Q: How would you like social workers to use this film?

Our hope is social workers would look at this as a training device, a way to hear, see and feel the stories from the people whom the child-welfare system is established to serve. In addition to what I wrote above, we could add: We also hopes it prompts discussion about how people perceive the child-welfare system: What social workers believe people get right and what they get wrong. What can social workers do to alter those perceptions? Why do they believe people hold the beliefs they do?

Child welfare social workers serve some of the most vulnerable children, youths, and families. Social workers specialize in building on the strengths of families and helping them to provide a safe and nurturing environment for children and youths. However, when families are unable to do this, social workers must intervene to protect the children from harm. Child welfare social workers ensure that children and youths who have experienced abuse or neglect are supported through a range of service. To learn more about the services these social workers provide visit the Adoptions and Foster Care webpage at the National Association of Social Workers website Help Starts Here.

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2 Comments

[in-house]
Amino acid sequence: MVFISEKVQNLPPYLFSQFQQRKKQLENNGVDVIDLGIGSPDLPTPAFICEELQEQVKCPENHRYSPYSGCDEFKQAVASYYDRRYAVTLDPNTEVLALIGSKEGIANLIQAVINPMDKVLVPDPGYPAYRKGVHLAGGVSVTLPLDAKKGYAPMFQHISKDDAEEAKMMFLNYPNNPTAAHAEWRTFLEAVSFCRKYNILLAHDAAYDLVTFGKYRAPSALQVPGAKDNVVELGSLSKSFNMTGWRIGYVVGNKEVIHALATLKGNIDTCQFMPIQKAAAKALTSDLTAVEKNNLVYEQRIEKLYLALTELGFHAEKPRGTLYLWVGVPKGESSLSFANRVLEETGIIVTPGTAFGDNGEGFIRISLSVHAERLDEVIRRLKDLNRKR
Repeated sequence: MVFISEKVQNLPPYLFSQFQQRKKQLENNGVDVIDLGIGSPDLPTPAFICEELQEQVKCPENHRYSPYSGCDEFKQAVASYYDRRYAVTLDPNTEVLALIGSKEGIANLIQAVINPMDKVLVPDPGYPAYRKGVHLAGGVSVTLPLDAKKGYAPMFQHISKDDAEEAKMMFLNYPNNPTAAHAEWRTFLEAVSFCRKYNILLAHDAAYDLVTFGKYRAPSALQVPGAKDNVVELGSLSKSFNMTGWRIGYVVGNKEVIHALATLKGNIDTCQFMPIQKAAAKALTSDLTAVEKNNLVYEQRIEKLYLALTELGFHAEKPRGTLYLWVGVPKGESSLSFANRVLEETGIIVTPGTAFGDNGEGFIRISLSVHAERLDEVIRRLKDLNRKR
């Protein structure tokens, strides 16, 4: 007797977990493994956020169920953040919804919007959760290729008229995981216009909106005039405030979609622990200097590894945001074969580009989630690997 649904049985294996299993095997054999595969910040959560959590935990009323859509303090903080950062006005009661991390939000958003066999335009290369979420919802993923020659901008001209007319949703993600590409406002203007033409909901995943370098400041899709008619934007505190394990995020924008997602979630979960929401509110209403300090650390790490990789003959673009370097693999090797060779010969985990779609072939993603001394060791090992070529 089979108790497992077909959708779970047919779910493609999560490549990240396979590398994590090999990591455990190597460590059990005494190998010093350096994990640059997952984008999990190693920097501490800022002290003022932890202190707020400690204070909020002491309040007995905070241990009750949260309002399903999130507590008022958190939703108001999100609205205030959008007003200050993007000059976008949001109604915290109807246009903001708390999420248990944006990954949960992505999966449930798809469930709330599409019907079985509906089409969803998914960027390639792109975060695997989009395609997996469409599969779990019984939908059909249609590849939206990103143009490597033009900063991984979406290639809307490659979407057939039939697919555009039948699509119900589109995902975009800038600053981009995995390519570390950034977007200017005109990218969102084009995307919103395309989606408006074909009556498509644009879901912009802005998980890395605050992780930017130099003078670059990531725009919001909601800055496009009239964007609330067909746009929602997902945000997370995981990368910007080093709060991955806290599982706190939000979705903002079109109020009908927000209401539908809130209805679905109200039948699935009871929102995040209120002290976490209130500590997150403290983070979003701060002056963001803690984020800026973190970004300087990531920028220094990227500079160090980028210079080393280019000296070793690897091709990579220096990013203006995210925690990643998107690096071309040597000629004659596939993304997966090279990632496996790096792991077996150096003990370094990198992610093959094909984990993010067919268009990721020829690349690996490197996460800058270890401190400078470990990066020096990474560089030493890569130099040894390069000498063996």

1. I have worked with many such families who experience the added difficulties of the parent who is imprisoned while his or her children have been placed in care by others. Extremely hard circumstances such as the following often occur:

    1.while child abuse is sometimes why the children were originally removed from a parent’s home and parenting training is needed for that parent, it is rarely available to them in jails and prisons.
    2. unavailability of the other parent or close relatives for care of the children, throwing them into foster care arrangements that are sometimes problematic for children and destructive of the child’s bond with the imprisoned parent.
    3. geographical distance and related factors making the separation even more difficult for children, meaning that few, if any, visits can occur between the imprisoned parent and children.
    4. few, if any, resources are readily available to maintain the parent/child bond during the separation.

    These factors and other difficult ones almost always occur for these parents and children. The long-term results for children of imprisoned parents can be devastating, leading to a high likelihood that such children will in turn suffer delinquency and imprisonment themselves.

  2. Doctor McCall,
    I want to thank you for sharing what you have seen in your practice. I am a Social Work Student, and the information that you have shared has given me a better insight into what I need to take into consideration as a Social Worker. As for the Documentary, I cannot wait until I have the opportunity to watch your movie. Thank you so much for taking the time to create this documentary and to remind people that the children and their parents that have to live through this personal hell are not just a number. Still, they are living, breathing humans who need to have a say in their lives, and we as professionals need to understand that our decision to remove a child not only keeps them safe but also creates harm too. So, this decision must not be taken lightly.